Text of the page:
What Are the Best Ways to Exercise My Pet Bird?

What Are the Best Ways to Exercise My Pet Bird?

Last Updated on by Catherine Tobsing

Here are some ways to exercise your pet bird, keeping in mind the size of the species:

General Exercise Tips

“They” say a Bigger cage is better: Provide the largest cage possible for your bird. This allows them room to flap their wings, climb, and perch in different locations.

This makes sense IF you and or everyone in your household works most of the day and the bird is “stuck” in its cage all day long.

Conversely, our Ringneck and Quaker spend from 10:00 to 4:00 in relatively small ages about 20 X 20 each but they love to be at the center of attention as customers and shippers come and go throughout the day.

By 4:00 they are ready to come upstairs to their 3-foot wide aviaries where we play kindergarten cop letting each bird out one at a time.

See, Chili the Quaker thinks the best place in the world is Keto’s (the Ringneck)  birdcage be it upstairs or downstairs if both cage doors are open Chili will make a beeline into Keto’s cage, perch there, and do…….nothing.

This stresses Keto out to no end, and so it goes.

While they are out of their cages upstairs, with no exterior doors to open, they have the run err the flight of the place.

Barney has the smallest cage of them all about 18 X 18.

I let him out when I uncover the 4 upstairs birdcages around 7 AM and if we don’t go anywhere (out of the house) together, he’s out for 12  to 13 hours so his cage size matters, not.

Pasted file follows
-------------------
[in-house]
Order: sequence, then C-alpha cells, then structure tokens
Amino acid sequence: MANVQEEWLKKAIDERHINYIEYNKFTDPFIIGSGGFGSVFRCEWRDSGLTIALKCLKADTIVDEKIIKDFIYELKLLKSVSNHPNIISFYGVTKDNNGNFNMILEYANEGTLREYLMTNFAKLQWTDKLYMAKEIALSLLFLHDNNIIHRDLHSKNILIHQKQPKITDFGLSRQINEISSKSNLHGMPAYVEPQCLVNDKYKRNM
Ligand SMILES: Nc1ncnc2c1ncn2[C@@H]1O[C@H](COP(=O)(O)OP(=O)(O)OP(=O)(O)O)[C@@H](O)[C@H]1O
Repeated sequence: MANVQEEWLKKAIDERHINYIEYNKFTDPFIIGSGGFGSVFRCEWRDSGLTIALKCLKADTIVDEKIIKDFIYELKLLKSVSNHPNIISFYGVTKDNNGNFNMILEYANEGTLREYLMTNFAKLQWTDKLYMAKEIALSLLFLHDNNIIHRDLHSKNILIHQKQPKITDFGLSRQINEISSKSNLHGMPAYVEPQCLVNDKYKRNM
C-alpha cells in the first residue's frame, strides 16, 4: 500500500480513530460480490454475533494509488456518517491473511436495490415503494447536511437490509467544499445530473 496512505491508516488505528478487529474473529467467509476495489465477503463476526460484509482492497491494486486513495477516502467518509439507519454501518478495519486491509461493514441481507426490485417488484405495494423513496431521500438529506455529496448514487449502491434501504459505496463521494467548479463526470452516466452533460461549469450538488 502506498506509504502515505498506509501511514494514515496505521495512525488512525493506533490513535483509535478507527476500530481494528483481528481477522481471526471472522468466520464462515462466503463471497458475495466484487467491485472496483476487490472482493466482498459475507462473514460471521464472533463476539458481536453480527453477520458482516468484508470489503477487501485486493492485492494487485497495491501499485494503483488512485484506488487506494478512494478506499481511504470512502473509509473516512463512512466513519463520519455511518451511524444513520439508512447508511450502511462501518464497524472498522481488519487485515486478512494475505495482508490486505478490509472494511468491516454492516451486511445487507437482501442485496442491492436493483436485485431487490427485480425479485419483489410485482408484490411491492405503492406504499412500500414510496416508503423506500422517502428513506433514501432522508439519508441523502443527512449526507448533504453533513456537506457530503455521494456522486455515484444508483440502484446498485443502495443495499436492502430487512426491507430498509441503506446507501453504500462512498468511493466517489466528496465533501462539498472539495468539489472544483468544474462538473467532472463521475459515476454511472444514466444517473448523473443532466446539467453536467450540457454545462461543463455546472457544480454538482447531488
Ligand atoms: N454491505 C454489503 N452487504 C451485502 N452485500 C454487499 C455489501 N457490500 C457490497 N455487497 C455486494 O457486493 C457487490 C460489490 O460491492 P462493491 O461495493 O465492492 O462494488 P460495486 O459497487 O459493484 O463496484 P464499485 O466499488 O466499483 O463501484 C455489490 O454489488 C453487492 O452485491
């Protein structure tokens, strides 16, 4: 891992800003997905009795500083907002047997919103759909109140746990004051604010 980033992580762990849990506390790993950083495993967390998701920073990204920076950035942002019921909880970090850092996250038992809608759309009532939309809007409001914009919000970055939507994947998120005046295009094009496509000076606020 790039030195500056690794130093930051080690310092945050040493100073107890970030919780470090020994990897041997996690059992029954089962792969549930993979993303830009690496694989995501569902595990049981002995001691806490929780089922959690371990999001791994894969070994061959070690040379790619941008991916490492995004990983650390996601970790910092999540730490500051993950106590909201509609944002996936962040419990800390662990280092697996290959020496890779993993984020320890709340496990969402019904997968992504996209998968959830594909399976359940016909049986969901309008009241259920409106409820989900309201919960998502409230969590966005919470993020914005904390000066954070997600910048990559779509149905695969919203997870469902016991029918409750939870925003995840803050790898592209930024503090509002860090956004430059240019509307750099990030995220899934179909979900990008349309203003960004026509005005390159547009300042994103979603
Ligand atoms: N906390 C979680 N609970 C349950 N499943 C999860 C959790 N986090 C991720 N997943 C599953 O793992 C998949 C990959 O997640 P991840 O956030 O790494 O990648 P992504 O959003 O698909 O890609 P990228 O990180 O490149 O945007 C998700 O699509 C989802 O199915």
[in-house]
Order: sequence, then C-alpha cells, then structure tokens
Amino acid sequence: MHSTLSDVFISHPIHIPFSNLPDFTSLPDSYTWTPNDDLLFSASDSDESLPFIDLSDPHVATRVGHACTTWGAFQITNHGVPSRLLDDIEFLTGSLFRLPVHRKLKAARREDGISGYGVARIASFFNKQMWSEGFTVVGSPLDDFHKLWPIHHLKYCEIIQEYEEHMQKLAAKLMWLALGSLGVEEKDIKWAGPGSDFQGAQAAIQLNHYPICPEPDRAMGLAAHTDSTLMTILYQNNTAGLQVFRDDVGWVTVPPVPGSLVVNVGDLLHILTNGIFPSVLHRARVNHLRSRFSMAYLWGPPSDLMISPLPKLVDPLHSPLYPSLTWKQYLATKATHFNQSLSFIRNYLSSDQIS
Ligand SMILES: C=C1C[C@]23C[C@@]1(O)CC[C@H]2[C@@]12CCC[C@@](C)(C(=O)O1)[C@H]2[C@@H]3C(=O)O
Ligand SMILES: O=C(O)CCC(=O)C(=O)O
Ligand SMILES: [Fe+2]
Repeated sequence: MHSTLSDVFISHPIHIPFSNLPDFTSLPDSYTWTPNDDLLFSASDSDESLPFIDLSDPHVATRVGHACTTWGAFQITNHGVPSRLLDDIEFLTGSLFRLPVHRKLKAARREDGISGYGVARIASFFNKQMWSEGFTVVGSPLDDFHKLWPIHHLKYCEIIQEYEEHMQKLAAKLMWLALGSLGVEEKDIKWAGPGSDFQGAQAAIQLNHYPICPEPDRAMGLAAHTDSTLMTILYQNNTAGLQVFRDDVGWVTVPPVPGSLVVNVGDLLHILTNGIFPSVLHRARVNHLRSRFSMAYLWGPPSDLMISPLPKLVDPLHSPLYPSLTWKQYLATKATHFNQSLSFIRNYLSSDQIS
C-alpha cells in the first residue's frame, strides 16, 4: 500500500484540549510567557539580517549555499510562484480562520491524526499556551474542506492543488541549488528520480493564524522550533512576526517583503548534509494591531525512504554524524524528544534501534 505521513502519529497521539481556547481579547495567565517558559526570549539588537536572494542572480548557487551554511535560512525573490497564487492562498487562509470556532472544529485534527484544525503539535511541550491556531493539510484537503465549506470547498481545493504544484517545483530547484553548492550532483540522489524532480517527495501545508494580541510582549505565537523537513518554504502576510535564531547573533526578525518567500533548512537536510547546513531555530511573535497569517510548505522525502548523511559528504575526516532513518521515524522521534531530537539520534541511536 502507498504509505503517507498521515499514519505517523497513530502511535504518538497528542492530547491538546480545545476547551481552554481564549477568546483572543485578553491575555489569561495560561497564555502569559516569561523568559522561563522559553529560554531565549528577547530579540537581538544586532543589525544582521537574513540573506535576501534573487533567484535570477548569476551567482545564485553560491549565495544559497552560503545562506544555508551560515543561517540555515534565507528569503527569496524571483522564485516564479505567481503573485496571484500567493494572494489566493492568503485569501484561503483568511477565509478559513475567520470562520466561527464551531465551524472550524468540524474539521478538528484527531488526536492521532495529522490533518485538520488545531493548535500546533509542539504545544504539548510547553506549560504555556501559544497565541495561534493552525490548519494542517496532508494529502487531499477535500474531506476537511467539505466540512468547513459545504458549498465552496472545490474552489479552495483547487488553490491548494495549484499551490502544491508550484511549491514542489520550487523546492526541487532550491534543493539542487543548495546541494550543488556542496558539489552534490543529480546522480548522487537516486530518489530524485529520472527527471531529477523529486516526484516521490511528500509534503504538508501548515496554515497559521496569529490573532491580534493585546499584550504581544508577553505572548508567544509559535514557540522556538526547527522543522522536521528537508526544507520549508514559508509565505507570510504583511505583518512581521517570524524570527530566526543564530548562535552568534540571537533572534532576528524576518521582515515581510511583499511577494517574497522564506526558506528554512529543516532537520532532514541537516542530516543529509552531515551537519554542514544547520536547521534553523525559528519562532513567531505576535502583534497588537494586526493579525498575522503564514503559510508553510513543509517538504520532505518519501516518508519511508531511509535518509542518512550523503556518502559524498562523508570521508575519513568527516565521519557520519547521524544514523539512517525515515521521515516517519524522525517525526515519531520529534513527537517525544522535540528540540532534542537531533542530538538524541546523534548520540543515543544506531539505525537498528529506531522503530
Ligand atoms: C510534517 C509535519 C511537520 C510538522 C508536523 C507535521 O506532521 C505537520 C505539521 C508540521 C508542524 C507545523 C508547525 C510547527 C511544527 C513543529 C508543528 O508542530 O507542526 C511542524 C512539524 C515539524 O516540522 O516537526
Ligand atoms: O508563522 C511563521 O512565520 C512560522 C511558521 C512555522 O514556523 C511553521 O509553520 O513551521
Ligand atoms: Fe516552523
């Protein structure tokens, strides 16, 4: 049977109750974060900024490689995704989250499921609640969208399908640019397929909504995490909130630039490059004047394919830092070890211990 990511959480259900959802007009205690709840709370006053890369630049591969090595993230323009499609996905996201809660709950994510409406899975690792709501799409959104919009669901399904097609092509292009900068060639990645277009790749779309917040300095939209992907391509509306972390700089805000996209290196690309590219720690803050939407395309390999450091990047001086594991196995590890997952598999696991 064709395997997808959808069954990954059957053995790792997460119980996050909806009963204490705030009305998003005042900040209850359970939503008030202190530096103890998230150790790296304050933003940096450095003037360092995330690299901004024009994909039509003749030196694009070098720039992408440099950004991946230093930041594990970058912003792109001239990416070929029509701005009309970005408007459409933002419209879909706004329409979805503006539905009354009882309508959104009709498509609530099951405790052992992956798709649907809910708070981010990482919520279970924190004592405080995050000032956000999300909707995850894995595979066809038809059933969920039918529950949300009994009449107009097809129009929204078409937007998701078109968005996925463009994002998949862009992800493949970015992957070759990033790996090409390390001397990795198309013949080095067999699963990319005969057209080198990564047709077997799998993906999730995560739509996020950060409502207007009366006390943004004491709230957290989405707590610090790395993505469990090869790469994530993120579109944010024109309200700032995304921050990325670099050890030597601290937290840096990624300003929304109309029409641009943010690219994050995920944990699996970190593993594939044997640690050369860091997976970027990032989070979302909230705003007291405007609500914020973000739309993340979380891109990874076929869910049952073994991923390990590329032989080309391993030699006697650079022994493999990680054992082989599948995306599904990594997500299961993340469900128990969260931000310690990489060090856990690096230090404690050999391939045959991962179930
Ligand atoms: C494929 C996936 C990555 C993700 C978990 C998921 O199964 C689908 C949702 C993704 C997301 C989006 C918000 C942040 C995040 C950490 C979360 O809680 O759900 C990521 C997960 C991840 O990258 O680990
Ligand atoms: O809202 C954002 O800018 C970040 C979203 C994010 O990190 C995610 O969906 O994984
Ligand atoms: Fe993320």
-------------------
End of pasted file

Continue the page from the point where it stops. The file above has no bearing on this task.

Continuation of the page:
• Out of cage time: Allow your bird supervised out of cage time each day. A good rule of thumb is at least 1-2 hours per day, but this can vary depending on the species.
  • Wing trimming: Wing trimming may be necessary for some birds, especially large birds, to prevent them from injuring themselves during flight. However, a properly wing-trimmed bird can still flap its wings for exercise.
  • Safe play area: When your bird is out of the cage, make sure the room has been bird-proofed. Close windows and doors, toilets, cover electrical cords and remove any toxic plants or household items that could be harmful to your bird.

Species Specific Exercises

  • Small birds (budgies, finches, parakeets): Provide climbing structures with ropes, ladders, and swings. Offer foraging toys that require them to manipulate objects to get to a treat. Scatter treats around the cage and play area to encourage them to fly and explore.
  • Medium birds (conures, caiques, lovebirds): In addition to climbing structures and foraging toys, provide bird-safe swings, preaches of varying textures and sizes, and bird gyms with hoops and rings to fly through.exclamation You can also teach them simple tricks to keep them mentally stimulated.
  • Large birds (macaws, Amazons, cockatoos): These birds require the most space to exercise. Large parrot cages or flight cages are ideal. Provide play gyms with climbing structures, swings, preaches, and foraging toys. You can also train them to target sticks or hoops to encourage flight.

Written and Approved by the Windy City Parrot Content Team

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